Categories: The Latest in Health

How to make every trust application count

We all know how difficult it can be to compete for precious funding, so how can your charity give itself the best possible chance of making a good impression, and make every application count?

Well, one way is to anticipate some of the questions funders may have about your organisation, project or finances, and address these directly in advance.

At the FSI I have the opportunity to meet with hundreds of amazing small charities in our free Trusts and Foundations course and the following tips have been taken from some of the questions I am asked most frequently:

New programme/organisation or untested activities

If you are a relatively new charity, or you’re starting to run a new project, it can be hard to provide evidence that you know your work will be a success if you don’t have the track record to prove it. This can be especially tricky if you’re a small charity that the funder may not have heard of.

While many trusts and foundations are willing to take a risk on funding new or innovative work; you’ll still need to be able to eliminate any questions they may have on your ability to deliver, make sure you answer all the questions asked.

Show them what you do

One of the easiest ways to do this is to use your business plan, or the model on which your programme is based, and explain why you believe it will work. You’ll also need to show why your charity is the right organisation to carry out these activities, and what experience your staff or volunteers have to support the delivery of the outcomes.

You’ve shown it, prove it!

In addition to your plan it will also be useful to let them see you have a comprehensive monitoring and evaluation system in place before the programme is underway, which will be able to capture the impact of your work. This will allow you to assess the effectiveness of your programme and whether improvements are required, as well as providing you with a wealth of information for your funding reports it will provide evidence of your impact for future bids.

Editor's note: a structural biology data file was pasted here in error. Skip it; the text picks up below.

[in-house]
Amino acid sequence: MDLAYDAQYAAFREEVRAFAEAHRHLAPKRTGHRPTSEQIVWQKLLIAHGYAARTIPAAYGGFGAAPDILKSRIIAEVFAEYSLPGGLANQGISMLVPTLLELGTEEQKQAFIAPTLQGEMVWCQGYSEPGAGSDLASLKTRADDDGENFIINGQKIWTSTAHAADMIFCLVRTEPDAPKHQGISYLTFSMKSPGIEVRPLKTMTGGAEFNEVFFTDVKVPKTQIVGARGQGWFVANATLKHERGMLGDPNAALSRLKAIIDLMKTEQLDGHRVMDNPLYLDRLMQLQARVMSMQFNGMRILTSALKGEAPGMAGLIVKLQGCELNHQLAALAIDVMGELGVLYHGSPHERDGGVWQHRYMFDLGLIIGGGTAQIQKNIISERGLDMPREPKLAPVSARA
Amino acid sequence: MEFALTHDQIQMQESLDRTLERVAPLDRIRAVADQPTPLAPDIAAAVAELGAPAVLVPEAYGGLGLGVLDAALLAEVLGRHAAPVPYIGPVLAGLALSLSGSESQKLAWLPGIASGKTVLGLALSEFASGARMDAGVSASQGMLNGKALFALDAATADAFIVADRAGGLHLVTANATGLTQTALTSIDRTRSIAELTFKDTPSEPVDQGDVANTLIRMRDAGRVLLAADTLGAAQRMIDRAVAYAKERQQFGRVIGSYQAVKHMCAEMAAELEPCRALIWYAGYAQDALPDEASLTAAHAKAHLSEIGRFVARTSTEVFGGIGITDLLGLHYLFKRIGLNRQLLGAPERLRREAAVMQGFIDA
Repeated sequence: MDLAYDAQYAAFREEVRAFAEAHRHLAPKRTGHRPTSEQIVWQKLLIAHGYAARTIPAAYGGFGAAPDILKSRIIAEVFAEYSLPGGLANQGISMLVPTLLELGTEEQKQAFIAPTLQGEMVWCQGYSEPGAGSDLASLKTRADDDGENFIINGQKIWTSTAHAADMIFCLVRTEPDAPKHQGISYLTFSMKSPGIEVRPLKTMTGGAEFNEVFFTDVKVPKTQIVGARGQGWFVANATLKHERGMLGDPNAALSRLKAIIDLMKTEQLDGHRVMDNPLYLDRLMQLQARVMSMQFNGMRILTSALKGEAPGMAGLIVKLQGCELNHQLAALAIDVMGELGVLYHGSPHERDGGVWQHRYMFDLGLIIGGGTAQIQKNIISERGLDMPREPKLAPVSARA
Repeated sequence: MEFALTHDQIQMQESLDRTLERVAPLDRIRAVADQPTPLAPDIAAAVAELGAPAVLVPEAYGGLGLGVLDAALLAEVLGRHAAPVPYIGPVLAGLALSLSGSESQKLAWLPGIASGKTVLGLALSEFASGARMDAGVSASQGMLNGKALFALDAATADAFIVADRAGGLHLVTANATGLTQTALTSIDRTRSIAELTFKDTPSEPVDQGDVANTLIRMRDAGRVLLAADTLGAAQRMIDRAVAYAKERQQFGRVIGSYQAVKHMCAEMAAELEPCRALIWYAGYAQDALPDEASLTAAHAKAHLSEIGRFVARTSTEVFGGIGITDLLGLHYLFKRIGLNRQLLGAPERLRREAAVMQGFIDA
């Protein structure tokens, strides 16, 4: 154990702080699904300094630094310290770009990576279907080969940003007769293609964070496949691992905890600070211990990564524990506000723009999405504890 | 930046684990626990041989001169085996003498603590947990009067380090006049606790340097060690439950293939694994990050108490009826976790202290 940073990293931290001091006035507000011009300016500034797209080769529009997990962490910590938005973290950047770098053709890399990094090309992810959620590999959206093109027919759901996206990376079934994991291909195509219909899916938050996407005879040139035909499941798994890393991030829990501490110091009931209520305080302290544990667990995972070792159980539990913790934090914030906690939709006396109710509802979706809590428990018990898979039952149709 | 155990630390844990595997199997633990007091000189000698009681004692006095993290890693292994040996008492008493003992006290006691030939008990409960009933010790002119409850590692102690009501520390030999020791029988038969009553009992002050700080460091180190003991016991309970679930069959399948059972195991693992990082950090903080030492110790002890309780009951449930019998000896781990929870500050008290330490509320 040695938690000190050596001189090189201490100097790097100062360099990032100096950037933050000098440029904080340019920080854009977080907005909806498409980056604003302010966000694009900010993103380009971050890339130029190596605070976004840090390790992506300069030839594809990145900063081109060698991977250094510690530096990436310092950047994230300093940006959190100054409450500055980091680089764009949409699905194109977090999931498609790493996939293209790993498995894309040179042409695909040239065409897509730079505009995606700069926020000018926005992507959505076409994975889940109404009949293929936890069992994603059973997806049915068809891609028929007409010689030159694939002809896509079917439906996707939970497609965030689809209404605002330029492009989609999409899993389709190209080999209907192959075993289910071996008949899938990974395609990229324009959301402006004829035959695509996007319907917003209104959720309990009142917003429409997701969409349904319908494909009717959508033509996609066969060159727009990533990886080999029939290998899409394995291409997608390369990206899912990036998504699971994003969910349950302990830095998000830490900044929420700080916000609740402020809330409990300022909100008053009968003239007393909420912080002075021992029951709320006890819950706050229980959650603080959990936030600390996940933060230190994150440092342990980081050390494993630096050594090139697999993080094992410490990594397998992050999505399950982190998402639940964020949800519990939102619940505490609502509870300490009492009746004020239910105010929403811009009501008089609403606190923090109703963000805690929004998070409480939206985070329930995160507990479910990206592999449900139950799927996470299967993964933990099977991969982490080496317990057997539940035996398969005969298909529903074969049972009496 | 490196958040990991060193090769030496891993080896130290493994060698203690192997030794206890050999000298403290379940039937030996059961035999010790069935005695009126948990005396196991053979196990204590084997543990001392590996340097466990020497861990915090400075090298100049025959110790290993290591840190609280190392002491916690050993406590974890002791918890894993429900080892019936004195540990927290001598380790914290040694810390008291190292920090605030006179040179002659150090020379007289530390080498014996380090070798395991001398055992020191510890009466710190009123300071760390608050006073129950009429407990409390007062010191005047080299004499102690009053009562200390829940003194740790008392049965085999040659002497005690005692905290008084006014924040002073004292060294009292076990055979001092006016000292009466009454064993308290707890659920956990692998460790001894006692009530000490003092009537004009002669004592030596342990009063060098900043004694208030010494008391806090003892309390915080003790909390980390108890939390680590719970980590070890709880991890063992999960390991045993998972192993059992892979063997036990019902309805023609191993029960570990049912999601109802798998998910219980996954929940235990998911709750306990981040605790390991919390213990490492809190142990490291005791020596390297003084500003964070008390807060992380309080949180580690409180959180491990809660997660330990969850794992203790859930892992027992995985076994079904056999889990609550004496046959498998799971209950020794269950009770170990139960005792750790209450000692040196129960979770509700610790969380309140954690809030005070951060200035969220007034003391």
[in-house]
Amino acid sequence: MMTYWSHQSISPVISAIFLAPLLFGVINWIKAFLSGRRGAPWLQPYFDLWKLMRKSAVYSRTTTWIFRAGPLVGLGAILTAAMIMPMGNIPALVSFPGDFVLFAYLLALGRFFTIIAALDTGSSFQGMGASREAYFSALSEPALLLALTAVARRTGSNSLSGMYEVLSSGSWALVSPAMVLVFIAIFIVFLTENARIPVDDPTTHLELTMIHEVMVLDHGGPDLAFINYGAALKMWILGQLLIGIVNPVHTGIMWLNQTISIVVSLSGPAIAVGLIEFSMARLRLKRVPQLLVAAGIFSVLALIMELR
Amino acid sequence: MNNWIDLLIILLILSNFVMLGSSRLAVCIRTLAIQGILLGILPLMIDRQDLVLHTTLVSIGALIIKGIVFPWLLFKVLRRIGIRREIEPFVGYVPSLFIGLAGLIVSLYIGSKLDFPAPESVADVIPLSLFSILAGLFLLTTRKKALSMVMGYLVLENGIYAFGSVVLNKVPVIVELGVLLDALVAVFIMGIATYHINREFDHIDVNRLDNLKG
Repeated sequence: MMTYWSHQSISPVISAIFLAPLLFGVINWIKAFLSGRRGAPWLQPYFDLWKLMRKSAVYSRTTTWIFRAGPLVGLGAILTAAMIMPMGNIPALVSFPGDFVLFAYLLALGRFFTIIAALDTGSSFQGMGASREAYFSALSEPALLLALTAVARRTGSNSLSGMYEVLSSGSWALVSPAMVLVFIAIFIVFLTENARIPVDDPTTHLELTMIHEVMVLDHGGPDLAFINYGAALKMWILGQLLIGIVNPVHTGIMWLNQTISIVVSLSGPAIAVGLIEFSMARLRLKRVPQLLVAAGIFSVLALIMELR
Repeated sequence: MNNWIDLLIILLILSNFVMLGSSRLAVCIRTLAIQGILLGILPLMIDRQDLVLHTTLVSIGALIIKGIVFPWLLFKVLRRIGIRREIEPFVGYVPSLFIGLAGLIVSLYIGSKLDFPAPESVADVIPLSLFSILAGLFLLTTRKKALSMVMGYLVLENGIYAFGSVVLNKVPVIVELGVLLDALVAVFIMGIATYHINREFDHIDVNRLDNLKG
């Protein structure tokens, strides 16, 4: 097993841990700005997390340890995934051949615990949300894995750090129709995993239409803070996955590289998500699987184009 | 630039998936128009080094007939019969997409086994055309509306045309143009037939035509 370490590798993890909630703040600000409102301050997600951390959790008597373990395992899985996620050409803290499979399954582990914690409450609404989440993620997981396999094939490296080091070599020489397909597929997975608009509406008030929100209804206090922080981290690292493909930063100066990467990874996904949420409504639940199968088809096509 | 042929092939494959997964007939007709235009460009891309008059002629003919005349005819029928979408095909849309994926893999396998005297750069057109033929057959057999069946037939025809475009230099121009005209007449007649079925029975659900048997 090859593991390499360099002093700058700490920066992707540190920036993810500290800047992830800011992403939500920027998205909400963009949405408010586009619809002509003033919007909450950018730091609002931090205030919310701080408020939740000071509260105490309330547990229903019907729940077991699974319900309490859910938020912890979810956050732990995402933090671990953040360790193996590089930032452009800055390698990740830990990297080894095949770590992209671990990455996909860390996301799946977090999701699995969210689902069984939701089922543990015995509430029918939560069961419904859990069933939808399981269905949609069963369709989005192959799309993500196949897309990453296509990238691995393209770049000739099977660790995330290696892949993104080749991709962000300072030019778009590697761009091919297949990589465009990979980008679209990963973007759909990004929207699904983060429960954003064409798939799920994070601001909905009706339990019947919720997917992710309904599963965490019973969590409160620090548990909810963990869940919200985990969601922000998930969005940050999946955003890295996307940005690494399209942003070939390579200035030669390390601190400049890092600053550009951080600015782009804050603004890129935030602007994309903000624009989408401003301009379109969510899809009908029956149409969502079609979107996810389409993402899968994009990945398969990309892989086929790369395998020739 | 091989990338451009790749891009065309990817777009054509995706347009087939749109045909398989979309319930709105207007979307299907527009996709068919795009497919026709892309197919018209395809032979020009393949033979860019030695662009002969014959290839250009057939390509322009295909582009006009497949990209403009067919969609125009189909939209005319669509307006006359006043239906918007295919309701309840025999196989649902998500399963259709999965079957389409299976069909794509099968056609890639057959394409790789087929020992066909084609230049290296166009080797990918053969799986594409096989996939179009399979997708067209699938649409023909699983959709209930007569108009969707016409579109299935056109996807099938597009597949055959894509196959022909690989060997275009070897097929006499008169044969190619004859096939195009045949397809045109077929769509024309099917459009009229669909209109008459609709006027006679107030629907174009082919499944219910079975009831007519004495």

Large reserves or no reserves

Your accounts may be showing what look like large reserves, which may not be in line with your reserves policy. If this is the case you should explain why – before the question is raised – and why you are therefore not using the reserves to run the projects you are requesting funding for.

If you are unable to explain the level of reserves your charity has, then you will need to think about releasing these reserve funds to run your services, as many funders will refuse your requests if they feel you already have the funds needed.

On the other hand, if you have not met your reserves policy, i.e. you do not have the specific level required as set out within your accounts/policy, you will need to explain why this is the case, and show that this is something you are actively working towards. Otherwise it can raise questions on the governance of your charity and potential risks around insolvency or other financial difficulties.


If your charity is in a deficit, this is another potential reason why a funder may question the financial security of the charity. Again, this is something that you should explain in advance – including the reason for the deficit and the plans you have in place to eliminate it.

Over-reliance on one source of funding

If you are over-reliant on one source of funding, then your sustainability may be brought into question. If this funding happened to be cut, your organisation would be vulnerable – and therefore you will need to show the funder that you are aware of this vulnerability, and that you have a plan in place to move away from the over-reliance.

This can be done by developing a mixed income economy, whereby you raise funds from a range of different sources, and/or take steps to secure funding from a mixture of raised voluntary income, statutory income and earned income.

Interested in finding out more? Come along to one of our free Corporate Fundraising courses. Full details can be seen here:


This post was last modified on 29 March 2021


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